J. Robert Parks' principal job is tutoring Chicagoland children in the basic subjects of reading, writing, and math. This heart for education also manifests itself in his volunteer job as an editor and movie critic forThe Phantom Tollbooth. Through the Christian Webzine, he hopes to educate the church about the wide variety of opinions Christians may hold, educate young writers to grow and hone their craft, and educate readers to understand film as an art form."What we wanted to do was say, 'There are a lot of unique ways to look at movies that are all Christian-they're valid,'" says Parks, explaining why the Tollbooth invites writers other than himself to submit movie reviews. "If people are only reading one critic, they're missing the point. … The message [God] has for me is different than the message he has for you. Sometimes he works through films in different ways. … So we have evangelical Catholics on staff; we have people who would be very conservative theologically and very liberal theologically but still within the broad evangelical framework." The purpose of such diversity is to challenge the church's tendency to compartmentalize culture. "[Christians] have these boxes, and everything has to go into a box. If it doesn't, they don't know what to do with it and they just throw it out. And movies so often don't fit into the boxes Christians have. And so they can't think about it. … I think it's really important for Christian writers to try to encourage Christians to think [more] broadly, and to give them the vocabulary to be able to do that."Parks is excited about teaching other Christian writers to develop such a vocabulary. "There are some people who made a big difference in my life," he says, "both with my writing and how I look at the world, who challenged me-and I'd like to think that I can do the same for other people, pass some of that wisdom on that I received." Parks explains that one of the reasons The Phantom Tollbooth was founded (originally as a site for just Christian music reviews) was "to give young writers a chance to write, to develop their craft, and get better. … In the first year of the Tollbooth, we took some writers who were genuinely not good and really turned them into fine writers, and I'm proud of that. … My hope is to get more involved [with the movie reviewers] and try to develop some writers." In the meantime, the Tollbooth has created the OnFilm eGroup, which allows Christian critics and fans to share reviews, discuss opinions, and learn from each other. "It's a good group. We don't get any of the silliness you sometimes see in online groups. … I think it's done a lot for the people who read it. It took on a life of its own."In his own film reviews, Parks seeks to educate casual moviegoers by helping them discover insight as well as entertainment. "I think a good reviewer is always trying to do a balancing act," he says, between informing readers and instructing them. "One aspect of a movie review is trying to give people a sense of whether this is worth seeing. … Did I have a good time? Was that worth the two hours I spent? Do I think it's worth the two hours other people will have to spend?" Since Parks' reviews are first published in his local newspaper, entertainment value is an important part of his criteria. "But secondly, I openly try to get people to think about movies beyond just a sense of whether it's good or bad, try to think about film in a more sophisticated way, try to guide them into what to look for. Why is this good acting style? Why is this a formulaic plot? … Why is that an interesting allusion? To provoke people into saying, 'Hey, film can be an art form.' This is particularly true for the Christian audience, to be able to think about movies differently and to give them new ways to look at films." The film's success on an artistic level will ultimately affect whether Parks enjoys it. "I like movies that make me feel, that somehow provoke me to understand myself better and understand the world better."In the end, Parks feels that his passion for education, entertainment, and art are intertwined. All three, he says, "are attempts to communicate. I've come to believe in the last couple years that one [aspect] of the human condition is our incredible need to communicate with each other-to somehow describe what my life is like to you, and in turn to understand what your life is like. One thing that has excited me about the church in the last several years is that they've come to realize that with regards to how we share the gospel. When we share the gospel we are communicating what's important to us. On the flipside, we must also be interested in hearing what other people are saying to us." Watching and discussing movies, he says, is one way to hear how other people perceive their world. "If we're going to reach that world, we at least have to understand that world."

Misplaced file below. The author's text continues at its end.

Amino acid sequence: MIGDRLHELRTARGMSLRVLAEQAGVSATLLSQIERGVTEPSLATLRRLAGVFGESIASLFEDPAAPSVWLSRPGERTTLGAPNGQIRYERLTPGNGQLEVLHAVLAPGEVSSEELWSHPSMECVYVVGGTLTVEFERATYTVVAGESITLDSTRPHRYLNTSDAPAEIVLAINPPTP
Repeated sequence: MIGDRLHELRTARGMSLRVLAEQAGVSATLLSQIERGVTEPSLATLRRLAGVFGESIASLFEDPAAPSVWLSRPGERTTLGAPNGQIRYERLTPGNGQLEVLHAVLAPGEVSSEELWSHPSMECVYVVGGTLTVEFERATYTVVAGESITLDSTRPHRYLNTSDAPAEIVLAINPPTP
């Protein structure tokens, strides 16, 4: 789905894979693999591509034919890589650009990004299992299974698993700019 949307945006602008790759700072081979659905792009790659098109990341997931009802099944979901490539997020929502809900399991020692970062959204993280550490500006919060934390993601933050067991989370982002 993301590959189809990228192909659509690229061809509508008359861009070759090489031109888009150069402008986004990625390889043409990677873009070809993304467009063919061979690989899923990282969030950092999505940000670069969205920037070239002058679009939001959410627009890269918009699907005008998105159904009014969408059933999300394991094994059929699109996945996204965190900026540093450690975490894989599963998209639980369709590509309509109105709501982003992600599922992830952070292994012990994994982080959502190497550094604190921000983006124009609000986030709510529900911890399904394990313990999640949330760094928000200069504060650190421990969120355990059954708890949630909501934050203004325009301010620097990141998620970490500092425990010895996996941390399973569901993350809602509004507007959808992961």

Steve Lansingh is editor of thefilmforum.com, a weekly Internet magazine devoted to Christianity and the cinema.

Related Elsewhere

Read our other profiles of Christian movie reviewers on the Internet:

  • David Bruce of Hollywood Jesus
  • Doug Cummings of Movies & Ministry
  • Jeffrey Overstreet of GreenLake Reflections
  • Michael Elliott and Holly McClure of Crosswalk.com.